It is possible that the system you are on is a bit like it is in the UK.
In broad terms, here the ADSL2+ comes from equipment in the telephone exchange along with the telephone service, with a cabinet (Primary Connection Point or PCP) nearer to your premises where a cable carrying many copper pairs is connected to the individual lines to premises. The attenuation measures the signal loss. The SNR margin is usually set to 6dB by that exchange equipment.
With VDSL a separate fibre cable is run to another cabinet near to your PCP. The two cabinets are linked and the phone signal is merged with the fibre signal, giving phone plus VDSL (VDSL2 in the UK) on copper to your premises. (Recently there are some cabinets containing the combined equipment so you may have those).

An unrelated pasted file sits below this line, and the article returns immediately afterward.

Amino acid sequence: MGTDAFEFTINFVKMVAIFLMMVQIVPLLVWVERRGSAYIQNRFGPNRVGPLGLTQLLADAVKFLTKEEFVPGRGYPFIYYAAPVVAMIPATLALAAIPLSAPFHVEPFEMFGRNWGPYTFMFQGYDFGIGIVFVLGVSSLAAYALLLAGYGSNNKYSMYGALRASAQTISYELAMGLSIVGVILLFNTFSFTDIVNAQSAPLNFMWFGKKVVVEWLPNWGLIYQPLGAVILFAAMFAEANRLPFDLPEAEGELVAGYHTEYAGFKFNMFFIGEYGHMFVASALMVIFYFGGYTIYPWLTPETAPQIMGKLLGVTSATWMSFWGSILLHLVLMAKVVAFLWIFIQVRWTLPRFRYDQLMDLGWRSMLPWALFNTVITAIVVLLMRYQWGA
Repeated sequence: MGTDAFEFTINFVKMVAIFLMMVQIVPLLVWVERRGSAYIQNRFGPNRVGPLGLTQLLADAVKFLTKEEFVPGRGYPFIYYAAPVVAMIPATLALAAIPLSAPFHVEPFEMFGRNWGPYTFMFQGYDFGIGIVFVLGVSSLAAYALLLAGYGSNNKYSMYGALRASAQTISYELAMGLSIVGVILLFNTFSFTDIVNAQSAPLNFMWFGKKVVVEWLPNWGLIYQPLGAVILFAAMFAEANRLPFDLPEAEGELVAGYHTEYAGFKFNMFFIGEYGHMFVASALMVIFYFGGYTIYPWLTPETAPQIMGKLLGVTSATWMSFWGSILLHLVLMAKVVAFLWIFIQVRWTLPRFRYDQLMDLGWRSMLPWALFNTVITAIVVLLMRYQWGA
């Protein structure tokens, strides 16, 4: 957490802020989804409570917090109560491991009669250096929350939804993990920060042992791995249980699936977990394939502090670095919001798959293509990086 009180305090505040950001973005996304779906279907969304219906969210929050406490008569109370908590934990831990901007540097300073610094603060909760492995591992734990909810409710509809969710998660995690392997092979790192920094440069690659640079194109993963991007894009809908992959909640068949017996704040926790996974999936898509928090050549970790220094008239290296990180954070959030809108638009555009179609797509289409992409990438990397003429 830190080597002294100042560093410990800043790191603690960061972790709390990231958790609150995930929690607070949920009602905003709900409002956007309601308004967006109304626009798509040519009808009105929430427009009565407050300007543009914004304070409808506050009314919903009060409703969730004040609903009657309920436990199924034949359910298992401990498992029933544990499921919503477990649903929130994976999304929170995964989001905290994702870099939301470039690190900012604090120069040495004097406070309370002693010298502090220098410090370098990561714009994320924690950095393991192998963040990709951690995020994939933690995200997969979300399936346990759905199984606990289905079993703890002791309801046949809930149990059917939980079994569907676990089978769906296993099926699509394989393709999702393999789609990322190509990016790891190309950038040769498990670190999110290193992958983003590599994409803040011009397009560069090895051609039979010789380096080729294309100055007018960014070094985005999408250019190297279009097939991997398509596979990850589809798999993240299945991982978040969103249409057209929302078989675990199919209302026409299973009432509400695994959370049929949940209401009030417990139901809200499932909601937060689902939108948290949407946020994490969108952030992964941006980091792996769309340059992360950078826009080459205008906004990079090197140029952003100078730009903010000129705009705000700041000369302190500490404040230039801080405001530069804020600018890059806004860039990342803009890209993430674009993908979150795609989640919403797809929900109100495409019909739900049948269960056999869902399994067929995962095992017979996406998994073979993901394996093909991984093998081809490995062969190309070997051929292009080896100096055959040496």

From your post it sounds as if the ADSL2+ continued to be sent to you as before but passing straight through the VDSL2 cabinet. When you got your VDSL modem that was able to pick up the new signal generated much closer to you, at the cabinets instead of the exchange.
With respect to the SNR margin it is possible that your VDSL could supply much more than 20Mbps at your premises but is capped at the cabinets. If you are fairly close to the cabinets then that capping would result in a higher SNR margin. If you were quite a distance from them so the signal attenuates/weakens more, the SNR margin would also fall.
Have a read of the UK-targeted SNR/SNRM page
on my website for the general principle, and Cause 3 here
. Again, although that is ADSL the same principle applies.
The FTTx page may also help.
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Edited by RobertoS (Fri 24-Mar-17 09:50:32)